The Social Cost of iPads in Schools

ipads in classroom

A recent paper by a team from the Children’s Digital Media Center in Los Angeles explores what happened to a group of sixth-graders who attended a nature camp without any digital media available for five days. No cellphones, no iPhones, no laptops, no computers, and no television. As written about in the New York Times, the researchers found that the children who spent just five days without screens scored higher on tests in which they were asked to interpret the facial expressions of either people in photographs, or people in videos without sound, than did children who had no such break from technology.

The Times opinion piece explores the various ramifications of the study, for children and adults alike. But what I found most interesting came towards the bottom of the piece. Psychology professor Patricia Greenfield, who also worked on the study, says:

“[iPads in school classrooms are going] to reduce interaction with teachers, [they’re] going to reduce children’s interaction with each other face to face. So I think this study is very important because it does indicate there is an important social cost, and that schools need to really think about that.”

Those who know me know that I have been concerned about the use of iPads in classrooms for a few years now. Despite school districts nationwide spending billions of dollars on iPads, I have not seen any research that shows a benefit to using them in schools. In fact, the research I have read finds detrimental effects: no increase in test scores, difficulties in reading comprehension, disrupted sleep. And one school district’s plan to provide every child with an iPad went down in spectacular flames, with ongoing controversy and questions about possible ethical violations. As Stanford University education professor Larry Cuban says so well,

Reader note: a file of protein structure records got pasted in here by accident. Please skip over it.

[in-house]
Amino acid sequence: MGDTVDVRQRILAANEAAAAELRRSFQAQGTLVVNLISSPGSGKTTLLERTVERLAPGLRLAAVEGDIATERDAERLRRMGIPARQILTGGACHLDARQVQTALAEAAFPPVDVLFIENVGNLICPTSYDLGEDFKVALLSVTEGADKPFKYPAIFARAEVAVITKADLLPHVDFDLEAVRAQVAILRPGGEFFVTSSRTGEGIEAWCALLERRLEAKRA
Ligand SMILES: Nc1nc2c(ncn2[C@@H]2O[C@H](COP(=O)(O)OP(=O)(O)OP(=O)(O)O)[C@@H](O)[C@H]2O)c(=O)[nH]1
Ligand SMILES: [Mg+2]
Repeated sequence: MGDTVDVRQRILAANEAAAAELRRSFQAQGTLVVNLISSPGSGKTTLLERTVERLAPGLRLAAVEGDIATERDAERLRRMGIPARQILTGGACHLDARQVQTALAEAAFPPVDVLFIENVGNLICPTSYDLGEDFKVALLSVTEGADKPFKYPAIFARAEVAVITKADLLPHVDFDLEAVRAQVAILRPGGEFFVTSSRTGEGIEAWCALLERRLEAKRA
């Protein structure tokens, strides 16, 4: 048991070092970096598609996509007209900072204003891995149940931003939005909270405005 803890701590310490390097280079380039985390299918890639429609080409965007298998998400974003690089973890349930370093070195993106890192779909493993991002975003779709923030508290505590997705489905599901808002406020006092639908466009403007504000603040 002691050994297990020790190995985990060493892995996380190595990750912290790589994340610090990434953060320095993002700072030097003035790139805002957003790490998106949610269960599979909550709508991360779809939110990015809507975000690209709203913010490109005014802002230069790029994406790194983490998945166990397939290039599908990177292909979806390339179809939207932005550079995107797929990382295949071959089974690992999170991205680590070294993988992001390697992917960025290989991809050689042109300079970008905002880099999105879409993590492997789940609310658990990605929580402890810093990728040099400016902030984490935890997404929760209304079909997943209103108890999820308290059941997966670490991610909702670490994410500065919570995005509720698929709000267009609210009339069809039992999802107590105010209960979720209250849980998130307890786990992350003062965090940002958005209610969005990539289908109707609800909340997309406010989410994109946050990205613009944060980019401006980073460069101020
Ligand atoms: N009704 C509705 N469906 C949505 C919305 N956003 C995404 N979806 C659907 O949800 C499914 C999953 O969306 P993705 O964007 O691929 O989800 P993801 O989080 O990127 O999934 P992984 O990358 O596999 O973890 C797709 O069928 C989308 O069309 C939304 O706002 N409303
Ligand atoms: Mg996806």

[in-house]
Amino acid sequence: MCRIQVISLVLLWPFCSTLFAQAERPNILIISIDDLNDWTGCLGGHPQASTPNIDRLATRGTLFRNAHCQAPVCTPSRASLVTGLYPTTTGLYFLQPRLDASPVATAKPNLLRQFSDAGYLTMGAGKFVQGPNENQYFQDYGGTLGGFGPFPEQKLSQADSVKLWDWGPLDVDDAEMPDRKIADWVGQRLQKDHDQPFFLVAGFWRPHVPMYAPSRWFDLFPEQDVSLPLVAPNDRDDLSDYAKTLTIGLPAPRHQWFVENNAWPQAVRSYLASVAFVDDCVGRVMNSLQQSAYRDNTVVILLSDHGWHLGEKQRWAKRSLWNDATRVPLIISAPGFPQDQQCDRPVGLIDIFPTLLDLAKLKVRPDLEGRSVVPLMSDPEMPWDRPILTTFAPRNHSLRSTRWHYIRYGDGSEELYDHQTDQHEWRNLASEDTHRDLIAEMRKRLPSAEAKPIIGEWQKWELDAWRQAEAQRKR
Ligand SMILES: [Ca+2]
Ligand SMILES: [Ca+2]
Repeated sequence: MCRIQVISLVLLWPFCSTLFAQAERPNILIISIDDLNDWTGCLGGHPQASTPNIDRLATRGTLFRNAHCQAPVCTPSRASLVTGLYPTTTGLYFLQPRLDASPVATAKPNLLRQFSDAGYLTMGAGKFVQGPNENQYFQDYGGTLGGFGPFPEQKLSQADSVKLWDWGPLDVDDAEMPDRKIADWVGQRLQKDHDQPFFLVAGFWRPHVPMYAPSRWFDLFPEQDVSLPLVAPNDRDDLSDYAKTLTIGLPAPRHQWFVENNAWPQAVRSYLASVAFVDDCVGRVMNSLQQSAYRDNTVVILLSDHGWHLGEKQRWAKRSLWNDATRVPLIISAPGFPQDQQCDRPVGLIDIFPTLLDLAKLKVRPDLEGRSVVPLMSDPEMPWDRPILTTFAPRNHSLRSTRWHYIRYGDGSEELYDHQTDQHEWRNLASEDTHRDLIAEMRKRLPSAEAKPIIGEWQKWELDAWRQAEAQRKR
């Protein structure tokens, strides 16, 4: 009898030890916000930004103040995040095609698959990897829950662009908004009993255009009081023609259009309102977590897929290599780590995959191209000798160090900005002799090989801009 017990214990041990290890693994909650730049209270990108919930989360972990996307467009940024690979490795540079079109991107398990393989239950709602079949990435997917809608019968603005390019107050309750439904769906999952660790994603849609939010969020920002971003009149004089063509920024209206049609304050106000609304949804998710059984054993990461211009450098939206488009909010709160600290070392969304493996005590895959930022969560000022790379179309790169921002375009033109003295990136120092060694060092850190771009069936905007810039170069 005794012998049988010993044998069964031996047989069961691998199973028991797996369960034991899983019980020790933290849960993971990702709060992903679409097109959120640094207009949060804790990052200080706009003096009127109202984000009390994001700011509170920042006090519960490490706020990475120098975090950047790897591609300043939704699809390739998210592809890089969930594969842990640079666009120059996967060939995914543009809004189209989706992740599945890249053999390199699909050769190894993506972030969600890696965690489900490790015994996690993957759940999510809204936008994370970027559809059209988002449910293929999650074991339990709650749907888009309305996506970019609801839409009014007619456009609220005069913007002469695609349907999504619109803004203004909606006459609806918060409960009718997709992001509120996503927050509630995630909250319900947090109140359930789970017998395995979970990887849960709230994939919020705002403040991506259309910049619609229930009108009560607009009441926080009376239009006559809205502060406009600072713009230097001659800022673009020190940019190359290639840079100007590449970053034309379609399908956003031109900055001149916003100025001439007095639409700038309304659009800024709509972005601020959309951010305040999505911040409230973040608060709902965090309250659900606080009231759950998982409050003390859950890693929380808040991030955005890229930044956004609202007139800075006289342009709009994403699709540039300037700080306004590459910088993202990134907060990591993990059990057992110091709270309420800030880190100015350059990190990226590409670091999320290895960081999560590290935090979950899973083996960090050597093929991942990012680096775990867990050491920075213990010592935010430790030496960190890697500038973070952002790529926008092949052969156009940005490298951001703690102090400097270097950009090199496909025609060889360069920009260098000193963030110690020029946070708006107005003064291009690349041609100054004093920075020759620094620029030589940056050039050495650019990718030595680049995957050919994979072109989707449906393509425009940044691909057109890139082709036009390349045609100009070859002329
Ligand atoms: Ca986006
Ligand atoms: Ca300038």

“There is still no evidence that iPads will increase student achievement at all. It’s not the hardware, it’s the software, and no studies have been done on the software apps in use, so no one knows,” said Cuban, who suggested the money might be better spent on training and recruiting teachers. “I’ve seen students with iPads and the novelty is there and the engagement is there, but it’s not clear that novelty and engagement will lead to increased academic achievement.”

One might be forgiven for wondering if, so far, the only true beneficiary of schools’ race to buy millions of iPads has been Apple itself. The company lobbies hard to get schools to buy the devices, and they have pocketed hundreds of millions – if not billions – of taxpayer dollars to that end.

Time will tell if iPads in schools turn out to be an important educational tool, or just a really cool toy. But now that research indicates there may be a social cost on top of the financial ones, it seems time to take serious stock of what we are doing and why.

What do you think? iPads in schools: thumbs up, or thumbs down? I’d love to hear your thoughts.


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